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Obama spoke at a memorial service on Sunday (local time) for the victims of the mass shooting at a Connecticut elementary school and pledged to launch an effort to reduce violence by engaging law enforcement agencies, mental health professionals, parents and educators.
He did not specifically mention gun control or gun enthusiasts, however. After tragic shootings in the past, the president has called for changes without following up with concrete steps.
The White House on Monday declined to flesh out Obama's emotional pledge.
"I don't have a specific timeline for you for what the president will do moving forward," spokesman Jay Carney told a briefing. "I would simply refer you to his remarks last night when he talked about the action he hoped to take to engage the American people ... in the coming weeks."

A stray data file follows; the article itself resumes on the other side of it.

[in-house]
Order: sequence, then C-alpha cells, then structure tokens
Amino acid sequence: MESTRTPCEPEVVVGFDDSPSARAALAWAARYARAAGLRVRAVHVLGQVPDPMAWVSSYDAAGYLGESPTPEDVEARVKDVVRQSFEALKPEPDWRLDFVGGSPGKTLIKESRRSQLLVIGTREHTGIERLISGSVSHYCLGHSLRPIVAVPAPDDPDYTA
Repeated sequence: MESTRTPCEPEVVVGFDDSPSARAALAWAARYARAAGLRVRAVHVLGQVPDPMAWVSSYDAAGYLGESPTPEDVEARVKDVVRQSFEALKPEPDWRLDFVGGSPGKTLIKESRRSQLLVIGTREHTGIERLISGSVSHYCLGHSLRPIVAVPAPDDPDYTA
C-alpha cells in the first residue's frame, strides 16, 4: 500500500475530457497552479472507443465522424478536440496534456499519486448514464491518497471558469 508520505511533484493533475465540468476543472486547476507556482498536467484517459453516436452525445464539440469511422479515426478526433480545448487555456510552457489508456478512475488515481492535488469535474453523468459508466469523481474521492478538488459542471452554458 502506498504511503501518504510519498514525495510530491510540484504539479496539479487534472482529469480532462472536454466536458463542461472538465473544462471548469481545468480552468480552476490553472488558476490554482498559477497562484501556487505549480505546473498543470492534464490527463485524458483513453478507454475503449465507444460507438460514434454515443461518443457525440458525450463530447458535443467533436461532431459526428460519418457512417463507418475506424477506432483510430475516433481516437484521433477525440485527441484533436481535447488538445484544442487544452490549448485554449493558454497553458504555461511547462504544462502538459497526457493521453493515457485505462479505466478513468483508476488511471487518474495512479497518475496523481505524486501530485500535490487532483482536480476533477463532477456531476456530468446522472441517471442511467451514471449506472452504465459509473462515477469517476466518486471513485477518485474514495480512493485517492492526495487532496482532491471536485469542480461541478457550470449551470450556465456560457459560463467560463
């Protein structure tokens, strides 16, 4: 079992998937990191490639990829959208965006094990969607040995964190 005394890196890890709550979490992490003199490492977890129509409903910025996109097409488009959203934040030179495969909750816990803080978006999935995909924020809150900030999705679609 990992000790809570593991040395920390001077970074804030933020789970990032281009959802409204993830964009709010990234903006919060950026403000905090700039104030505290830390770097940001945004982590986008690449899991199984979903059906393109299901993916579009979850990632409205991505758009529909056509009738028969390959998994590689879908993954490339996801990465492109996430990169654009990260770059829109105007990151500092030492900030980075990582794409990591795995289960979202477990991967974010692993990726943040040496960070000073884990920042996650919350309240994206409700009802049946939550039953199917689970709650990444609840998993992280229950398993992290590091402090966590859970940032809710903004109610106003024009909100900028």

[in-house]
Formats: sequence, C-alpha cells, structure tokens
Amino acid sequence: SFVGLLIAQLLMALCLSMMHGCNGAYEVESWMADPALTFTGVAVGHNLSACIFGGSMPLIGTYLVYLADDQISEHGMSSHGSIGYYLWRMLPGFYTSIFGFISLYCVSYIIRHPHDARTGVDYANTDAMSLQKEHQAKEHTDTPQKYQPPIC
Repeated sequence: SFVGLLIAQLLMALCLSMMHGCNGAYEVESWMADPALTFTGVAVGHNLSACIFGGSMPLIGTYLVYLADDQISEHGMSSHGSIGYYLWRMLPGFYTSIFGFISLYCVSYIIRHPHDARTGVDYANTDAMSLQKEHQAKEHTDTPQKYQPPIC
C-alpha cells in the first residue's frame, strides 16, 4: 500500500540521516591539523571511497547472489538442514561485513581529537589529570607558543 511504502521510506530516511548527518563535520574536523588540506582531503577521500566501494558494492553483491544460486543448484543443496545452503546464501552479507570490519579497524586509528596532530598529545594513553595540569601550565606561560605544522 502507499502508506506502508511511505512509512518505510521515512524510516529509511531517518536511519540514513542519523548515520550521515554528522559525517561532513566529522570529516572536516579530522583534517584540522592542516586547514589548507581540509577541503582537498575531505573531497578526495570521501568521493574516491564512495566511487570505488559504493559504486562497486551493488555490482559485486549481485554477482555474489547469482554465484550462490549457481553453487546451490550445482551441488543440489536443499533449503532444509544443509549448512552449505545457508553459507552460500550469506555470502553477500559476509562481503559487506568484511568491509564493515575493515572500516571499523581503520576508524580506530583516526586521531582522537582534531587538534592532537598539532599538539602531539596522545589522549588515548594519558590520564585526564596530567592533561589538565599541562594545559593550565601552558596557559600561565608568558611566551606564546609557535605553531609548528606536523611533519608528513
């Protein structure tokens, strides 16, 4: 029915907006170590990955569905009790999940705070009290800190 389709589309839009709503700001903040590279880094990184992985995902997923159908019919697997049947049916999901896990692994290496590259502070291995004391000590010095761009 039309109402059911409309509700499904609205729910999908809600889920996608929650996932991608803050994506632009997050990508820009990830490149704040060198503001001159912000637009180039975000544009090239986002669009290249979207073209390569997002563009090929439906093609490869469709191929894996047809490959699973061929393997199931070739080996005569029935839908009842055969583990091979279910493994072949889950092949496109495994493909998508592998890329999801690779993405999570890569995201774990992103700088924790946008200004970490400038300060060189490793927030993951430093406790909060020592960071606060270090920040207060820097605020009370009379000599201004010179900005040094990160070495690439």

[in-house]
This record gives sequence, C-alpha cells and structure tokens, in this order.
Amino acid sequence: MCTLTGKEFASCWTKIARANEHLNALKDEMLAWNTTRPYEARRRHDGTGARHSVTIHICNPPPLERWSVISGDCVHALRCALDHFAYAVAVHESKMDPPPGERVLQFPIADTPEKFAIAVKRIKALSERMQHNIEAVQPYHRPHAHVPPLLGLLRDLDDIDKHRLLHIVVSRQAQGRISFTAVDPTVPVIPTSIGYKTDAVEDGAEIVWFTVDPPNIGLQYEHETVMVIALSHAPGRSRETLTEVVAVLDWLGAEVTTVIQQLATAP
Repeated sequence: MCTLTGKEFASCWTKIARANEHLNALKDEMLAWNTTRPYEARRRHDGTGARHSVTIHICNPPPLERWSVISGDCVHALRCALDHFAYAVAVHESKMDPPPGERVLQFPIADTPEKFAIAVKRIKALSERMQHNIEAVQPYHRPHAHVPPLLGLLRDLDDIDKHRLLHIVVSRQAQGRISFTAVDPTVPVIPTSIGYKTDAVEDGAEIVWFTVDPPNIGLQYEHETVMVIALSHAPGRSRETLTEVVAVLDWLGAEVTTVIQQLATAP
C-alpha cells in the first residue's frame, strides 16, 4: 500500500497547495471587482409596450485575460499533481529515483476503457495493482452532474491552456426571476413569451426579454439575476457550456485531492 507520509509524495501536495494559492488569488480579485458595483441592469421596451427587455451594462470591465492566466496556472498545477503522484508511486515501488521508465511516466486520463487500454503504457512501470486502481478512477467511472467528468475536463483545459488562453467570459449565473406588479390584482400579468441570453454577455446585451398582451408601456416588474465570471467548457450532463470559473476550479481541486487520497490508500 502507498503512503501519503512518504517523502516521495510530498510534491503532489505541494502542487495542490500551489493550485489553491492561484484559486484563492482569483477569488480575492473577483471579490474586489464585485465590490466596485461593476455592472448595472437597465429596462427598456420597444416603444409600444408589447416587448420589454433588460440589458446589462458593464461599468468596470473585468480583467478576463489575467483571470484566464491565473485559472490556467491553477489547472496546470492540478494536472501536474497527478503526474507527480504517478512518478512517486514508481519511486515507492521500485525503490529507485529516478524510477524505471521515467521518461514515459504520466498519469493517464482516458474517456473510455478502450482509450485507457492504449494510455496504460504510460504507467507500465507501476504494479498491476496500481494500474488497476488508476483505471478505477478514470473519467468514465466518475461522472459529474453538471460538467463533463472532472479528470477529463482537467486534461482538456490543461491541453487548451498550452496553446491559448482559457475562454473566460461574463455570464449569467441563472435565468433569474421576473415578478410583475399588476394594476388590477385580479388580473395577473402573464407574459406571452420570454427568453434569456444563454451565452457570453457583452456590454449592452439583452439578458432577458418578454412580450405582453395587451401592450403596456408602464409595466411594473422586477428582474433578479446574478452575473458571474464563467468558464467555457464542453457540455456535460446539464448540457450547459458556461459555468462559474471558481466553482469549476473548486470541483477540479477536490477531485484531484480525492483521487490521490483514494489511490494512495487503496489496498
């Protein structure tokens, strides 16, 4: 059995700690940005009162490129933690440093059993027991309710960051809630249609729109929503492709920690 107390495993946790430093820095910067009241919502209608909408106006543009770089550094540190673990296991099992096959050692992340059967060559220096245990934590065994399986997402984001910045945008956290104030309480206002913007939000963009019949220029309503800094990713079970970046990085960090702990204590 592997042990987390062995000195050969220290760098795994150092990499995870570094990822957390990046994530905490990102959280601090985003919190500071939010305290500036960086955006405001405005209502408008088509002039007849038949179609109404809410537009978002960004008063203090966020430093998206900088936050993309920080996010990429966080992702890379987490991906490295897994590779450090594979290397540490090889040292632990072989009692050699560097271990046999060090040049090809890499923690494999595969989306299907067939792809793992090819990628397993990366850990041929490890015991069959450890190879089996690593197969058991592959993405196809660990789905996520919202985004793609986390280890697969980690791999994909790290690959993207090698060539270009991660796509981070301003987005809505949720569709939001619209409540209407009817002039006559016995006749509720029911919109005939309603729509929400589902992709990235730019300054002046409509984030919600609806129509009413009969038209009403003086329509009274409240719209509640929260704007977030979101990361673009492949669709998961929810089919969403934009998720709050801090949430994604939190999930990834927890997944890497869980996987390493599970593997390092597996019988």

Carney declined to comment on a proposal by independent Senator Joe Lieberman calling for a commission on violence to be set up.
Despite reiterating Obama's support for a renewal of a ban on assault weapons, Carney also declined to say specifically whether the president would back and help push a proposal that Democratic Senator Dianne Feinstein said she would put forward next year to reinstate the ban.
"I'm not going to engage in specific point-by-point policy proposals or prescriptions, but the president, as you know, has long supported reinstating the assault weapons ban that expired in 2004," Carney said. "As the president has said - and I just said - this is a complex problem that requires complex and a variety of solutions."
Carney did say that gun control - a divisive issue in the United States - was part but not all of the answer to address violence after the tragedy in Newtown, Connecticut.
"I think it's part of it but it's far from all of it," he said.
Despite not having to run for re-election, tackling guns remains a tricky issue for Obama, who has other policy priorities including immigration reform and deficit reduction in his second term.